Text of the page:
Wednesday, May 28, 2014
The publication of my second mystery novel, Wash Her Guilt Away, has set me, once again, to thinking about the business of bookselling. I think I learned some things from the publication of the first book, The McHenry Inheritance; now let’s see if that turns out to be the case.
One analogy that occurred to me in the first turn was that selling books is a lot like fishing, a simile that rings particularly true for the self-published author. With due respect to my readers, especially those who paid for the book, I’d like to pursue the comparison a bit farther.
To begin with, one has to think of Amazon, the undisputed big boy in the self-publishing world, as a large, nutrient-rich lake teeming with readers, who are symbolized by fish. You know the fish are out there, and in enormous numbers, but for the most part you can’t see them, and figuring out where they are and what they’re biting on, i.e. buying, is an immense challenge.
Into the Boat and Onto the Water
An author who puts a book up on Amazon is rather like an angler who takes a boat out on the lake, drops anchor and casts his bait into the lake. Assuming the book is good (in other words, that the bait isn’t rancid), the author can fish from one side of the boat, sit tight, and sooner or later catch a fish or two. But the reality is that nearly every other fish in the lake won’t even see the bait.
In point of fact, not even every fish within catchable distance of the boat is going to see that bait. If the area fishable from the boat can be described as a circle surrounding the vessel, the author with one book is like an angler fishing with one rod and one hook from one side of the boat. That angler is putting the bait in front of only a quarter of the fish within shouting distance, at best.
Furthermore, even if the bait is perfectly good, it might not be what the fish are in the mood for that day. You could be fishing with a plump, savory salmon egg, but if the fish are in the mood for cheese that day, they will swim right past your egg without so much as a second thought.
Two Rods and Two Hooks
As a fisherman, I like to say that when you’re catching fish, you know you’re doing something right, but when you’re not catching fish, you often have no idea what the problem is. You could be using the wrong bait or the wrong technique, in which case the failure is on you. But it could also be that the fish ate their fill earlier in the day and simply aren’t interested, or that they have temporarily left the area you’re fishing, or that the weather is temporarily affecting the food supply and the environment. You just don’t know.
Now let’s say our author/angler puts a second book up on Amazon. That changes the equation. Instead of fishing off one side of the boat, our intrepid angler now has a rod off two sides and is covering twice as much area and, theoretically, reaching twice as many fish with the bait. Also, each rod now has two hooks on it — one for each book. The fish can choose between cheese and salmon egg, and that increases the author’s chances. You have to figure you’ll do better overall.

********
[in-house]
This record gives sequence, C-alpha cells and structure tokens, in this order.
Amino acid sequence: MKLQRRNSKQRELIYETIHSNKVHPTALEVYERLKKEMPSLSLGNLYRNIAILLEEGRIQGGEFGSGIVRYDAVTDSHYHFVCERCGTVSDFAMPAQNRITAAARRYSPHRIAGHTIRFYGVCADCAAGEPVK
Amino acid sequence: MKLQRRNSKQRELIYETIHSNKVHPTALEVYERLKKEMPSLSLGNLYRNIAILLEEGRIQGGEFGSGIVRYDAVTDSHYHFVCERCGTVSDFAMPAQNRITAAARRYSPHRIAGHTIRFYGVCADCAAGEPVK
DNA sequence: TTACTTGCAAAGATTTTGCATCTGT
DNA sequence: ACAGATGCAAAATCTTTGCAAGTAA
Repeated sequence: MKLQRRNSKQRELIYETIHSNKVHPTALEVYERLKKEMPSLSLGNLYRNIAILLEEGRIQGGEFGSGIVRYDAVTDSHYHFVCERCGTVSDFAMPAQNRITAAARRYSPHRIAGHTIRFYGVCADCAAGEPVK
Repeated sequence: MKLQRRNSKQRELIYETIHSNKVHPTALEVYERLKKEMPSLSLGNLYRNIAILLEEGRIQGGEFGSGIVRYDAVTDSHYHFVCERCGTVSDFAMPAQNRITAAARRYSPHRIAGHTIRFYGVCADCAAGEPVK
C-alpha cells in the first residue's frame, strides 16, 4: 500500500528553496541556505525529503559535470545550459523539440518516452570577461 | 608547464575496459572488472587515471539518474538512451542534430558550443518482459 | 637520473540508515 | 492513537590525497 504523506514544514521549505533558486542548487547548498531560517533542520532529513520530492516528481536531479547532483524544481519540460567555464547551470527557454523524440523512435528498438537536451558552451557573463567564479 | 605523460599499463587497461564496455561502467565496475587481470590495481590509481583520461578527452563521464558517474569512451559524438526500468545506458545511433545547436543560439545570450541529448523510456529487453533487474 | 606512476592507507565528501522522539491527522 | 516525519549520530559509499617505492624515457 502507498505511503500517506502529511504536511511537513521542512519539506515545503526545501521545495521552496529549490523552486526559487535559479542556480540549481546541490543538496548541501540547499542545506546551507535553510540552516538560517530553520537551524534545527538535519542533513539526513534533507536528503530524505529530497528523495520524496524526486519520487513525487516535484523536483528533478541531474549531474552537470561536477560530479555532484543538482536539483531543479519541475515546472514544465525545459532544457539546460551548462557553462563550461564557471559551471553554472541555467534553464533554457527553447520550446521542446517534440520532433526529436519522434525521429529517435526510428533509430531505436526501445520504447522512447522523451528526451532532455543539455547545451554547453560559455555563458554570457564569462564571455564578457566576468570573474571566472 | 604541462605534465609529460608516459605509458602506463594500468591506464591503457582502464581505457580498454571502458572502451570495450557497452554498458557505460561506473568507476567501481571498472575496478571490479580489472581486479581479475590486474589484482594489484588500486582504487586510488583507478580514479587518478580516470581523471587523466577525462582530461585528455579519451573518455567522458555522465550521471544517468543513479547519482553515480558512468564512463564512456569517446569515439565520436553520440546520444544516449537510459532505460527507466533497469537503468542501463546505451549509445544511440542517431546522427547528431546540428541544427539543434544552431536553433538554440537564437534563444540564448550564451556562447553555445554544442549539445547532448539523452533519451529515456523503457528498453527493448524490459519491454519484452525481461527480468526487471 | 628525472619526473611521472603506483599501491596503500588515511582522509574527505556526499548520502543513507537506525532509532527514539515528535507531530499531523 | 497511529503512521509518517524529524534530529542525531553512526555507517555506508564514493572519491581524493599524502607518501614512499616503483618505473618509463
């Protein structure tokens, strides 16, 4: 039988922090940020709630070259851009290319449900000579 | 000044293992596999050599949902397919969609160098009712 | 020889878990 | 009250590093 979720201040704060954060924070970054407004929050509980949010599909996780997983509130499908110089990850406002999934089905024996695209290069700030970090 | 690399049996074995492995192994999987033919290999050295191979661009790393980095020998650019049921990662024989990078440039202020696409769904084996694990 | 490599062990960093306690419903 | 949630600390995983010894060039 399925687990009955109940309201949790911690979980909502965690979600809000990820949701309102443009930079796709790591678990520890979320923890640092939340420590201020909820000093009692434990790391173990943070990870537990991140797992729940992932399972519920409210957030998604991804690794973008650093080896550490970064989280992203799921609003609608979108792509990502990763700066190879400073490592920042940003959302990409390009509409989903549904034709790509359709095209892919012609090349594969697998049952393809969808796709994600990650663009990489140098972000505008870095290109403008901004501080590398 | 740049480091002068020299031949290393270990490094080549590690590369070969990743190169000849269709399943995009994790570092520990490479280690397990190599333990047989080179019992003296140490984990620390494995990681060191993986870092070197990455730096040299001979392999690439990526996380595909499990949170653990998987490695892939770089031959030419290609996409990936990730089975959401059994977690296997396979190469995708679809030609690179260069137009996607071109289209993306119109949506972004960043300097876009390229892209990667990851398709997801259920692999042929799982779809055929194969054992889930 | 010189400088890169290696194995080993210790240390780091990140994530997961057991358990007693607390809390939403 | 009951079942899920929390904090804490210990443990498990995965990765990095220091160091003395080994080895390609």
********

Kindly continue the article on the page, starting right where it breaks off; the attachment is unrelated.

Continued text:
Those were the lines along which I was thinking when I put the second book up at the end of April. Next week I’ll discuss the early results.
Tuesday, May 20, 2014
This summer, as a sidelight to the Quill Gordon mystery series, I’ll be writing occasional blogs about memorable days of fishing. It’s a good way of getting those memories on the record and keeping myself in the right mood for writing the next book in the series.
To begin, I’ll recall a day from the first year I took up fly fishing, 1982. That was also the year Linda and I bought a used 1977 VW camper and took one of our longest driving trips ever. Leaving Santa Cruz in late July, we drove north to Seattle, spent a few days with my sister there, then headed north to Canada through British Columbia to Jasper and Banff National Parks.
From there, we went south, spending a few days at Waterton Lakes National Park in Canada and Glacier National Park in Montana before finally coming home. Total elapsed time: a little over three weeks. It’s hard now to imagine that we could ever get away for so long.
Right Equipment, No Clue
That June I had bought an Orvis fly rod (my first of three), and it could be argued that a sales person with any ethics shouldn’t have sold it to such a greenhorn. Before the big trip, I’d taken the rod out on a couple of weekend trips where I hadn’t caught a thing. Much as I’d like to blame it on the fish or the weather, the fact was that I had no idea what I was doing.
I fished at Banff and Jasper with similar results and by the time we got to Waterton was a bit down on my new hobby. Looking around for a day hike to take, we found on the map a trail leading from Waterton to Alderson Lake, about six and a half miles away. On a day with no rain in the forecast, we started out, with me carrying my fly rod by hand; waders and a box of flies were in my backpack.
It was a stunningly beautiful hike, steep with switchbacks, through alpine terrain with breathtaking views. It took us about three hours to get to the lake, and we arrived a bit after 11 a.m. It was sunny, with passing clouds; the air was achingly clear, and the lake, more like a large, glacier-carved pond, had fish in it that were sporadically feeding on the surface.
Trout for Dinner
The lake had a rocky bottom, but I was able to wade out waist-deep and cast a dry fly (an Adams or Humpy) over deeper water. The fish were cruising the lake and I and I caught three when they came near me — two cutthroats and a brook trout, 13, 11 and 10 inches long. It was legal to keep a few then, and it was before I converted to catch-and-release fishing, so we took them back to camp for dinner.
In the three or four hours we were at the lake only a few other people came by, and they didn’t stay long. We pretty much had the place to ourselves. At some point we had a picnic lunch of sandwiches we had brought, and I had to take breaks from fishing on a regular basis because the lake was so cold it was numbing my feet, even through the boots and waders.
Alderson Lake and the hike to it were so splendid, it would have been a special day if I hadn’t caught any fish. But because it was my first decent result with a fly rod, the day was even more special. You could say that was when I got hooked.
Wednesday, May 14, 2014